Thursday, March 11, 2010
Musings on Stick Fly
Wednesday evening I saw Stick Fly by Lydia R. Diamond and came away from it a satisfied theatre goer (and I ain't easy to please!). Here are some of my musings and realizations brought about by watching, and some thoughts on the production.
1. I am AWESOME at guessing the plot twists of contemporary dramas at intermission.
2. The Wimberly Theatre is my favorite "large" space in the city. At 360 seats it's much larger than almost every theatre except the Loeb, the BU Theatre, and the major rental houses, however it maintains a modern intimacy within it's procenium layout. A truly beautiful traditional space.
3. I really HATE "incidental" scene change music. I want to see the actors breathe in the scene changes. I know I'm watching live theatre, I don't need music to distract me from an actor going off of one entrance and coming on in a different costume. I want to watch them change with the scene. It keeps it alive, it keeps it moving. Music is distracting, and if badly chosen, a detriment to the production. Let the play breathe, that's what a scene change is for.
4. I LOVE giant detailed interior sets. The last time I saw a set like this was when I saw August: Osage County on Broadway. I don't know why but big old Victorian homes get to me I guess. I'm always impressed by the quality and scale of The Huntington's sets, but this stood out among them. David Gallo's set design perfectly captured the tone and atmosphere of a giant, moneyed, antique, Martha's Vineyard vacation home with ease and grace. The details were classy and beautiful. A true piece of art. I'm sure it also cost as much as my college education. Not so sure I love that part of it.
5. Picco Pizza's Macaroni and Cheese is STELLAR, and I am a tried and true connoisseur. Trust me, it's worth the trip. And the 9.50. I promise.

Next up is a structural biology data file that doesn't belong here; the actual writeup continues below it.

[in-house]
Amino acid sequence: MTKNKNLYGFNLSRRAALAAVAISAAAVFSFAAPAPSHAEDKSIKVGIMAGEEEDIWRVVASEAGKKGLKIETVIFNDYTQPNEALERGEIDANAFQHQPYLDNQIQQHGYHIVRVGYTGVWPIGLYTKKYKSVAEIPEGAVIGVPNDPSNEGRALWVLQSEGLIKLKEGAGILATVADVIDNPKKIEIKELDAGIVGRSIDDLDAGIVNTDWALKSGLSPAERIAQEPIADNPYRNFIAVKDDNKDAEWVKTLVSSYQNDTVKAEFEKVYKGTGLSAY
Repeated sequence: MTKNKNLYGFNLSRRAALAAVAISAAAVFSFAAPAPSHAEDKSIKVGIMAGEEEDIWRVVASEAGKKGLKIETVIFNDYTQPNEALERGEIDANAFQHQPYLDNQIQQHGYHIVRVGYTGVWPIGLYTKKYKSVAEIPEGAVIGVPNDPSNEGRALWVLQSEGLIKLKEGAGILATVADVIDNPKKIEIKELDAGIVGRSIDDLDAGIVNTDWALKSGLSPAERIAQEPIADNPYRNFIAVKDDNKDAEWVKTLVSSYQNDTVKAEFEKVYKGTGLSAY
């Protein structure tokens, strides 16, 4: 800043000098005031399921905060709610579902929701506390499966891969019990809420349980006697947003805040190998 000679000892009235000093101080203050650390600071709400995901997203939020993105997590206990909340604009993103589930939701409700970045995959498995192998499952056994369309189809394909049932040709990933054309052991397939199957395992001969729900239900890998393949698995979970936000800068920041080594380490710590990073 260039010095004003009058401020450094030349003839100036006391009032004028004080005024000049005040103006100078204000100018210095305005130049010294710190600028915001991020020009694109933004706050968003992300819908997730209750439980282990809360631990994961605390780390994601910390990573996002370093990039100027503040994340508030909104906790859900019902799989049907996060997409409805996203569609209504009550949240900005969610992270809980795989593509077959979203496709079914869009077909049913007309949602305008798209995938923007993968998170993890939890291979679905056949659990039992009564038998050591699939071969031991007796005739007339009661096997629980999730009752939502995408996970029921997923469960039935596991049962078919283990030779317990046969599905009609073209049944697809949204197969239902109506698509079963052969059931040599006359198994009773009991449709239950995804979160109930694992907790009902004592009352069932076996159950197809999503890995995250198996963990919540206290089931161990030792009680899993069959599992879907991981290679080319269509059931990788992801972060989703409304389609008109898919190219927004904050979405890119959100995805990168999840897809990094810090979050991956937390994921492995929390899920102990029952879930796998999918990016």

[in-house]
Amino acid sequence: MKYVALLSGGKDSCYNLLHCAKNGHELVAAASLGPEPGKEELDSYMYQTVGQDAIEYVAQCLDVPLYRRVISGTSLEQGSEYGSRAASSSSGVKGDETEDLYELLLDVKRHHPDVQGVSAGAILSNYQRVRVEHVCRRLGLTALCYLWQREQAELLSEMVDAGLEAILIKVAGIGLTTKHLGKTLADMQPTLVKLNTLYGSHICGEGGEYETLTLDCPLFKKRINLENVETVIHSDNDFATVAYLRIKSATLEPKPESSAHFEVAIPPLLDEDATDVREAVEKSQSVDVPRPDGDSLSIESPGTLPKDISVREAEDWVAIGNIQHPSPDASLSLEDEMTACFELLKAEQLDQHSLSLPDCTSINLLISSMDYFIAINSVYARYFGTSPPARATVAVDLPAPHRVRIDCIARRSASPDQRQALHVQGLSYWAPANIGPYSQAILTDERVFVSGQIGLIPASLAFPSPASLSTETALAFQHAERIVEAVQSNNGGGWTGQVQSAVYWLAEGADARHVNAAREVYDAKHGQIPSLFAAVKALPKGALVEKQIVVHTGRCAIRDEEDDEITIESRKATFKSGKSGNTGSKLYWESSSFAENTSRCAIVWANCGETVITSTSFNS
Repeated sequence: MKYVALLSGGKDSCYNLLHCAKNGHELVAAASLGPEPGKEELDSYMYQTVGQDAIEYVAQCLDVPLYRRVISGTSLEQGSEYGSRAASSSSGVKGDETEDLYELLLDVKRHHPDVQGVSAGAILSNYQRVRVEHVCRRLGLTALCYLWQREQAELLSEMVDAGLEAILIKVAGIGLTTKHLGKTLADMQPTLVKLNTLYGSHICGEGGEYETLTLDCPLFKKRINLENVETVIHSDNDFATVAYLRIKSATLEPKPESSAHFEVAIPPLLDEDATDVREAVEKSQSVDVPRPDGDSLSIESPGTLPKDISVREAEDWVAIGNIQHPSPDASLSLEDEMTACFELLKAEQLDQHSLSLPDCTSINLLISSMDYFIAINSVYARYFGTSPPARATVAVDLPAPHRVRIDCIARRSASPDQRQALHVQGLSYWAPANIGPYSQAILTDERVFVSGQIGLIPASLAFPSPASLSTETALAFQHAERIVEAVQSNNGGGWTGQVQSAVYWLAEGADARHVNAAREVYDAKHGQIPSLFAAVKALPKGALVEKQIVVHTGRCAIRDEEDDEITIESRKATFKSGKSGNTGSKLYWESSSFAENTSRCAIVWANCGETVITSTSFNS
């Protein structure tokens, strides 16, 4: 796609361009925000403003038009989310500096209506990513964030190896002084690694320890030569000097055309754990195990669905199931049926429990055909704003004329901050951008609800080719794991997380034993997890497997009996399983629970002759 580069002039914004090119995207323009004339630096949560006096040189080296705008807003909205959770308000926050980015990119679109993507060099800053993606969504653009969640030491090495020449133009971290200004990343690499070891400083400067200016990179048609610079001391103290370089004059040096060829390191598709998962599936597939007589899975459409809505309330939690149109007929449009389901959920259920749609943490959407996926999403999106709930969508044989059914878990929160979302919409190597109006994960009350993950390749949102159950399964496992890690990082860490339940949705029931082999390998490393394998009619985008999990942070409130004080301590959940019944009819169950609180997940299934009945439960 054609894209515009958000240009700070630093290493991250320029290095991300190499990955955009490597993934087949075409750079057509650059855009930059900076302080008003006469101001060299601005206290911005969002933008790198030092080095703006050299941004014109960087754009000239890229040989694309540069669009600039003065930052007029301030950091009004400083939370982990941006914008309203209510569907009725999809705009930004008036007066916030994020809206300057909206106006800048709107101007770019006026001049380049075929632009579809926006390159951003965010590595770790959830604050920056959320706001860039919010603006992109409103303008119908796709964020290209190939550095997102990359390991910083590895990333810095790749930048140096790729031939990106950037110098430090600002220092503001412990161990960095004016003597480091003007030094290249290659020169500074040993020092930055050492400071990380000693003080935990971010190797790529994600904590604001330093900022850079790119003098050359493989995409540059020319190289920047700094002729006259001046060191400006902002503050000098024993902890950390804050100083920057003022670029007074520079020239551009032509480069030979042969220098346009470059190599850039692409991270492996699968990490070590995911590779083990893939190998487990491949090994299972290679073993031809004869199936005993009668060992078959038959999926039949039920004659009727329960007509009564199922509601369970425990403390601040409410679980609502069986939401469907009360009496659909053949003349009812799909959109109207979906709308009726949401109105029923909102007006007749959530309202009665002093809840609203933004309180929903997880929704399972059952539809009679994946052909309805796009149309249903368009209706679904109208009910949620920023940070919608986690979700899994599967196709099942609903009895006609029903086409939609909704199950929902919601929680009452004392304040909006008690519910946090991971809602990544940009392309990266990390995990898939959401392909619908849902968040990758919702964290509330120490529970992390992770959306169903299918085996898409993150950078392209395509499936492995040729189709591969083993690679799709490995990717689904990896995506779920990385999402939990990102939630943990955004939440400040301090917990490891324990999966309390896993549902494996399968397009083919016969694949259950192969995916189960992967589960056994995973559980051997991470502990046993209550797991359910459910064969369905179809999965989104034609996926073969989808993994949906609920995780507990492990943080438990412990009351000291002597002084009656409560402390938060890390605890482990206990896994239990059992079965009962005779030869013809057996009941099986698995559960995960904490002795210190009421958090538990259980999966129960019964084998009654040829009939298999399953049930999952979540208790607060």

Now for the play.
Lydia Diamond writes really liveable dialogue. And by liveable I mean dialogue that sounds like people are talking to each other, not just reciting lines. The relationships between characters are written with ease and each has it's own tone but all blend together to make the dynamics of the play work. It suffers I think from a lack of editing in the second act, but nothing in the script ultimately takes away from the play as a whole. The production values (as previously noted), as always, live up to The Hunt's standards. Stunning, professional, and incomparable to any other theatre in town. The acting was solid all around but the stand out was definitely Amber Inman's portrayal of Cheryl. It was sensitive, energetic, honest. I related to her, I felt for her, she was a 100% real person. She's not local, but I will be following her from now on. The girl is going places. The other cast members were also very good and the ensemble dynamic (necessary to make this play work) was electric. The best acting of the play always happened in the large group scenes. All in all a really solid modern drama put on in the Wimberly. 100% worth seeing. It plays through Sunday, www.bostontheatrescene.com.